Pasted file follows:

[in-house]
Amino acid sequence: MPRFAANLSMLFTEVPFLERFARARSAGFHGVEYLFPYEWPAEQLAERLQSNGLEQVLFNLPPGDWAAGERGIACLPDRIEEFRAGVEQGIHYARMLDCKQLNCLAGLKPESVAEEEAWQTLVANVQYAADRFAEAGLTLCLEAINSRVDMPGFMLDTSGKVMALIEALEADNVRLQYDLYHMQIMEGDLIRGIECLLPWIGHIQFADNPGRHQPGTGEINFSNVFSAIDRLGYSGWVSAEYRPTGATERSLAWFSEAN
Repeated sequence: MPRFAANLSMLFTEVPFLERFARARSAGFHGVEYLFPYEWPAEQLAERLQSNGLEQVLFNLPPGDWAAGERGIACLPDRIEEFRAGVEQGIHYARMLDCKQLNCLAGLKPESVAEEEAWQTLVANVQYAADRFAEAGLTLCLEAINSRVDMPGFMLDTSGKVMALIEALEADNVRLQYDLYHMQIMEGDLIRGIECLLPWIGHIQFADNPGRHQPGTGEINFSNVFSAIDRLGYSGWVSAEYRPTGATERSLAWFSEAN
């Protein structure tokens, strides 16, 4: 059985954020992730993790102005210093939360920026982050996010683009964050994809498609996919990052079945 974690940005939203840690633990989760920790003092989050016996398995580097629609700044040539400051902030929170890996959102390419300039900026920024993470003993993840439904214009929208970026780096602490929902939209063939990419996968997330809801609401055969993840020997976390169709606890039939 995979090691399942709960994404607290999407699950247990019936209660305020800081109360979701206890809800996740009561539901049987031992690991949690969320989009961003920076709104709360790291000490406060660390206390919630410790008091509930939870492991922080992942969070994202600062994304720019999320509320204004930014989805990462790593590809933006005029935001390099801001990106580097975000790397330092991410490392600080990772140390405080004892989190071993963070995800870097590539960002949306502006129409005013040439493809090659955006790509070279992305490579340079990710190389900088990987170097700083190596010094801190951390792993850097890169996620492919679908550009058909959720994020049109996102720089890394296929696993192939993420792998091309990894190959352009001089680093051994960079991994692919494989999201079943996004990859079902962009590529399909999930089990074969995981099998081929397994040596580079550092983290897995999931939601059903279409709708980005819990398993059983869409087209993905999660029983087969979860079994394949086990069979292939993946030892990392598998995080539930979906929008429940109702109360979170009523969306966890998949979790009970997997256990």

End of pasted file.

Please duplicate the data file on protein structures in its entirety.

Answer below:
[in-house]
Amino acid sequence: MPRFAANLSMLFTEVPFLERFARARSAGFHGVEYLFPYEWPAEQLAERLQSNGLEQVLFNLPPGDWAAGERGIACLPDRIEEFRAGVEQGIHYARMLDCKQLNCLAGLKPESVAEEEAWQTLVANVQYAADRFAEAGLTLCLEAINSRVDMPGFMLDTSGKVMALIEALEADNVRLQYDLYHMQIMEGDLIRGIECLLPWIGHIQFADNPGRHQPGTGEINFSNVFSAIDRLGYSGWVSAEYRPTGATERSLAWFSEAN
Repeated sequence: MPRFAANLSMLFTEVPFLERFARARSAGFHGVEYLFPYEWPAEQLAERLQSNGLEQVLFNLPPGDWAAGERGIACLPDRIEEFRAGVEQGIHYARMLDCKQLNCLAGLKPESVAEEEAWQTLVANVQYAADRFAEAGLTLCLEAINSRVDMPGFMLDTSGKVMALIEALEADNVRLQYDLYHMQIMEGDLIRGIECLLPWIGHIQFADNPGRHQPGTGEINFSNVFSAIDRLGYSGWVSAEYRPTGATERSLAWFSEAN
């Protein structure tokens, strides 16, 4: 059985954020992730993790102005210093939360920026982050996010683009964050994809498609996919990052079945 974690940005939203840690633990989760920790003092989050016996398995580097629609700044040539400051902030929170890996959102390419300039900026920024993470003993993840439904214009929208970026780096602490929902939209063939990419996968997330809801609401055969993840020997976390169709606890039939 995979090691399942709960994404607290999407699950247990019936209660305020800081109360979701206890809800996740009561539901049987031992690991949690969320989009961003920076709104709360790291000490406060660390206390919630410790008091509930939870492991922080992942969070994202600062994304720019999320509320204004930014989805990462790593590809933006005029935001390099801001990106580097975000790397330092991410490392600080990772140390405080004892989190071993963070995800870097590539960002949306502006129409005013040439493809090659955006790509070279992305490579340079990710190389900088990987170097700083190596010094801190951390792993850097890169996620492919679908550009058909959720994020049109996102720089890394296929696993192939993420792998091309990894190959352009001089680093051994960079991994692919494989999201079943996004990859079902962009590529399909999930089990074969995981099998081929397994040596580079550092983290897995999931939601059903279409709708980005819990398993059983869409087209993905999660029983087969979860079994394949086990069979292939993946030892990392598998995080539930979906929008429940109702109360979170009523969306966890998949979790009970997997256990």